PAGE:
by Richard Barley
Wall Street Journal
January 28, 2012
Is the worst of the euro-zone bond-market crisis over? It's tempting to think so: Italian 10-year yields are under 6%, their lowest since October, while Spanish yields are well under 5%, a level not seen in over a year. January's bond auctions have seen heavy demand. And despite soaring Portuguese bond yields, there is not a hint of contagion.
The European Central Bank's December offer of unlimited three-year loans to banks has been key in easing tensions, helping to stave off a fire sale of assets and reducing the risk of a bank failure. A second loan will be granted in February. Economic data have surprised positively. And investors clearly became too negative in the fourth quarter. With Italy and Spain still key components of government bond indexes, previously cautious investors are boosting their underweight positions. Dutch pension funds, big sellers of Italy last year, have been buying in January, says one market participant.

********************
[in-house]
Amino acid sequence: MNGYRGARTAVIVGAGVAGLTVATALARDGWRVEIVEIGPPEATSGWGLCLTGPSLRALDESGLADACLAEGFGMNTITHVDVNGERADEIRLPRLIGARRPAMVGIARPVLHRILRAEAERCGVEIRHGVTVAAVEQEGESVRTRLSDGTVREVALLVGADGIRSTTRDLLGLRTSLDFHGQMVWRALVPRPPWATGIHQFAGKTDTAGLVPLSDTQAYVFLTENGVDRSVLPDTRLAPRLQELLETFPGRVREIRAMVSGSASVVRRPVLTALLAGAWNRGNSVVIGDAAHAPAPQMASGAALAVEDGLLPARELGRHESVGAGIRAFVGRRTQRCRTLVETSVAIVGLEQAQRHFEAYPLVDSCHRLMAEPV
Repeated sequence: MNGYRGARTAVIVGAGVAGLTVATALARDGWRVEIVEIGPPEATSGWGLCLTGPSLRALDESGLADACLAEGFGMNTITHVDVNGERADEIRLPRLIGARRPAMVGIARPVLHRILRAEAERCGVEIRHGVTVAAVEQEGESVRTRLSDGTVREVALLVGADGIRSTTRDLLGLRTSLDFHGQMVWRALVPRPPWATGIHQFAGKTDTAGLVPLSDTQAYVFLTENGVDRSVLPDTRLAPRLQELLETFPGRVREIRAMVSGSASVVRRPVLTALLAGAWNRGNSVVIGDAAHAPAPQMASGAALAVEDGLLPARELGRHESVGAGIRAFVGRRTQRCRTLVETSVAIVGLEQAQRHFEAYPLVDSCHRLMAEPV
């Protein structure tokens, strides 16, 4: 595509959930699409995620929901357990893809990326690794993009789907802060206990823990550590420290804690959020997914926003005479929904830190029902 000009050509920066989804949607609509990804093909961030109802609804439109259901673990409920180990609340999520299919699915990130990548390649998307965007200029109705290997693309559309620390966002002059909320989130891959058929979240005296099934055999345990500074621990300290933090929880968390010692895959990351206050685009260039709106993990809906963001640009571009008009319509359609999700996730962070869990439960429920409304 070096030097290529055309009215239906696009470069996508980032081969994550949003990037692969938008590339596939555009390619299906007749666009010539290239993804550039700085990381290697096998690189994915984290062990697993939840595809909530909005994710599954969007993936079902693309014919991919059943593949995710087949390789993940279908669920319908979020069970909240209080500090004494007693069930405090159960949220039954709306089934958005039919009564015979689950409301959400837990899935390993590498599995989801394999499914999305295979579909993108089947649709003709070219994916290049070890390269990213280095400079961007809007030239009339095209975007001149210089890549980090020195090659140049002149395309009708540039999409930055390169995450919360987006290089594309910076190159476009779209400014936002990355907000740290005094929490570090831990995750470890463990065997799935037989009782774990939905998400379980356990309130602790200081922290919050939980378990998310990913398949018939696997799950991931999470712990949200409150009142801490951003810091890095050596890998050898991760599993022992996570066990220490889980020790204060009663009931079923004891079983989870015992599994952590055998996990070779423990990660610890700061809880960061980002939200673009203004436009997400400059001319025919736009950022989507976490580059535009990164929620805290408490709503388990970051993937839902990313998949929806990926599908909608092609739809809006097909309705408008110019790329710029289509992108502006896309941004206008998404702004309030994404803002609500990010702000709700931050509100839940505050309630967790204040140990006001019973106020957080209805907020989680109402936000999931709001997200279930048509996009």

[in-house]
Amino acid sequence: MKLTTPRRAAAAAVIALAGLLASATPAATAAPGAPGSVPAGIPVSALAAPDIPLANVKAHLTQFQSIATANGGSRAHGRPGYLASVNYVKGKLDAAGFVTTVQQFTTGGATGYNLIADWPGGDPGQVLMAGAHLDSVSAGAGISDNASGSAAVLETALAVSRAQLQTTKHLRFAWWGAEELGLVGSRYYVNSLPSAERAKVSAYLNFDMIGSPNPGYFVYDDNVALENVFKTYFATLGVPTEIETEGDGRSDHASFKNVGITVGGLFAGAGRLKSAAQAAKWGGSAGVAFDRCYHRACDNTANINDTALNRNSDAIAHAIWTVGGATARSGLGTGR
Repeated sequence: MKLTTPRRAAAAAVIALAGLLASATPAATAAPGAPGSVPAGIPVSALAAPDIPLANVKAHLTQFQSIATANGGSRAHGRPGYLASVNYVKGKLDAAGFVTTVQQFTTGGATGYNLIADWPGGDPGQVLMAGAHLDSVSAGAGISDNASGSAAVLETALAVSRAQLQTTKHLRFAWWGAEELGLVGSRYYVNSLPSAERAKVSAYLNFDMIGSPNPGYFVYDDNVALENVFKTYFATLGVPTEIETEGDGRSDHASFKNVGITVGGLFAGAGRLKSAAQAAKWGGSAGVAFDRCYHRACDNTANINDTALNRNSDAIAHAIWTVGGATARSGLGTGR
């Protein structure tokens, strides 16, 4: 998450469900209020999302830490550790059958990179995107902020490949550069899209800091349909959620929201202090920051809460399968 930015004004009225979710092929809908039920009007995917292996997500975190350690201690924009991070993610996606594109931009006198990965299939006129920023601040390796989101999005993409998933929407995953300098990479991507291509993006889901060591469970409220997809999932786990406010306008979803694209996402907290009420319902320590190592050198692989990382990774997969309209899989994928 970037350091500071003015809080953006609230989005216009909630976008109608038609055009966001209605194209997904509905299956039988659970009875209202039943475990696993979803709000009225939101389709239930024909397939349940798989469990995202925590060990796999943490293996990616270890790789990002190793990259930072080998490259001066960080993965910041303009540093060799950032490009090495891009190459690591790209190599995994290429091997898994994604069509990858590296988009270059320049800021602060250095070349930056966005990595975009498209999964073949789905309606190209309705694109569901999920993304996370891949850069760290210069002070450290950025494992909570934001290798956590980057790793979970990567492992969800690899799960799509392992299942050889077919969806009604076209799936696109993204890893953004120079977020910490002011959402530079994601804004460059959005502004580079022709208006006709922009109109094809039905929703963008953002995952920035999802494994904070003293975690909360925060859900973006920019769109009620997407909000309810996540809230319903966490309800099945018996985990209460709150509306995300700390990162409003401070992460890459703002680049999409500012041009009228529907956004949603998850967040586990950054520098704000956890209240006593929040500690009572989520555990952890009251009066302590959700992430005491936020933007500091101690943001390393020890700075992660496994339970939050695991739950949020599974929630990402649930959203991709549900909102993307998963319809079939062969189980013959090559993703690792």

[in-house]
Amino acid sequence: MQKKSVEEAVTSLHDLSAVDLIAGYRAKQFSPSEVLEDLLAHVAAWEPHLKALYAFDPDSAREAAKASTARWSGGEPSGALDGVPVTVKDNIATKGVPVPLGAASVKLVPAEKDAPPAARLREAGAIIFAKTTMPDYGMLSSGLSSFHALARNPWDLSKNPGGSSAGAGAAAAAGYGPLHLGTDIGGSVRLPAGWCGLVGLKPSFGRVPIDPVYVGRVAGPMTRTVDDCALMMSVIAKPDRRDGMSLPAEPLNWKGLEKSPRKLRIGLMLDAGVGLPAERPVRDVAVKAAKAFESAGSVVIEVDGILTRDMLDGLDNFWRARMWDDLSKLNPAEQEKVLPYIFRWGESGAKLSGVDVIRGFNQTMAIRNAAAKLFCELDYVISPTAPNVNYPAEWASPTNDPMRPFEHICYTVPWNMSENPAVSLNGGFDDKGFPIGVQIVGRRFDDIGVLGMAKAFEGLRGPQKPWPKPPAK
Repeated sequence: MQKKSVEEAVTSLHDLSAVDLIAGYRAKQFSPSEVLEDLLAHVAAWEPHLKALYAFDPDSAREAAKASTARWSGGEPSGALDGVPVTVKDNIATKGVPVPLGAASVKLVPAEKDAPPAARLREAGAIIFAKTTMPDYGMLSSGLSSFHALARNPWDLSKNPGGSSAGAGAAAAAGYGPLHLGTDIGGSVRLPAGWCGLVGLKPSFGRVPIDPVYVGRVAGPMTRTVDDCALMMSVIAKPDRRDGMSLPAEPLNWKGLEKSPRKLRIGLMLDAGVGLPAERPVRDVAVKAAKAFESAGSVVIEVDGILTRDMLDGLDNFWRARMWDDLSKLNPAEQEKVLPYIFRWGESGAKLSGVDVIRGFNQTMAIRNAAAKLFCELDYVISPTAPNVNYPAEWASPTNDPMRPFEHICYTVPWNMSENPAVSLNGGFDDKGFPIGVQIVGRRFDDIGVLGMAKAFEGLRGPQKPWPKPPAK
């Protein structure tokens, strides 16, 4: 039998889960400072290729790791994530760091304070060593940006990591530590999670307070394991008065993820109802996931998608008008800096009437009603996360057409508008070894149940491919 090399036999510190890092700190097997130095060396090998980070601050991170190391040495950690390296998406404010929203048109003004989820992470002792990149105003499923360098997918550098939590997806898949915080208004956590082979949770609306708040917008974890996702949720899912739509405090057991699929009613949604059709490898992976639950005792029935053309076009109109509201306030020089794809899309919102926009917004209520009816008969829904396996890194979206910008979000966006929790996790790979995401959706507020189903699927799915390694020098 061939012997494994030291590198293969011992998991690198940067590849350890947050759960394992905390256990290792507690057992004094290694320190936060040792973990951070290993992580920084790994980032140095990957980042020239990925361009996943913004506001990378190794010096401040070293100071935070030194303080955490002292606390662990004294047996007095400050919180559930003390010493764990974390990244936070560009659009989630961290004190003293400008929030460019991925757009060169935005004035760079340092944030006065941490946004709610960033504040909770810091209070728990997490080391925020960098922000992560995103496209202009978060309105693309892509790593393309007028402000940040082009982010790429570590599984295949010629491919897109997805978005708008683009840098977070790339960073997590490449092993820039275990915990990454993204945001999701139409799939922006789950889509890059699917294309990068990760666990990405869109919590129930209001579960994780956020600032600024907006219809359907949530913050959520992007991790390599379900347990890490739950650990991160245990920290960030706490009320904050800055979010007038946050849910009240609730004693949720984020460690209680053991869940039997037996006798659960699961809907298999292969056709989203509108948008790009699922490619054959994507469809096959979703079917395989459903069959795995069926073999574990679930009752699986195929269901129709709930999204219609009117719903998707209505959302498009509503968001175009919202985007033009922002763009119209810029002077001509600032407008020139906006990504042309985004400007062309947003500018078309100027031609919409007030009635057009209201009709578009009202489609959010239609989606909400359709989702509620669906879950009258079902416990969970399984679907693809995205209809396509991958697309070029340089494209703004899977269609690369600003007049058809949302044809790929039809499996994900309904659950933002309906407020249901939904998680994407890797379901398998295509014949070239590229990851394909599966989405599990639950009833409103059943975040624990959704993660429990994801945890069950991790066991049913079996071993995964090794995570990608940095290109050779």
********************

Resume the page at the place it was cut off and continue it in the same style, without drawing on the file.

Importantly, Italian and Spanish yields have fallen steadily despite concerns about Greece's debt restructuring and an imploding Portuguese bond market, where five-year yields now stand at 19%. The absence of contagion is illustrated by Ireland's success in swapping two-year for three-year bonds this week at a relatively low yield. Crucially, the governments of Mario Monti in Rome and Mariano Rajoy in Madrid are pushing ahead with ambitious structural reforms.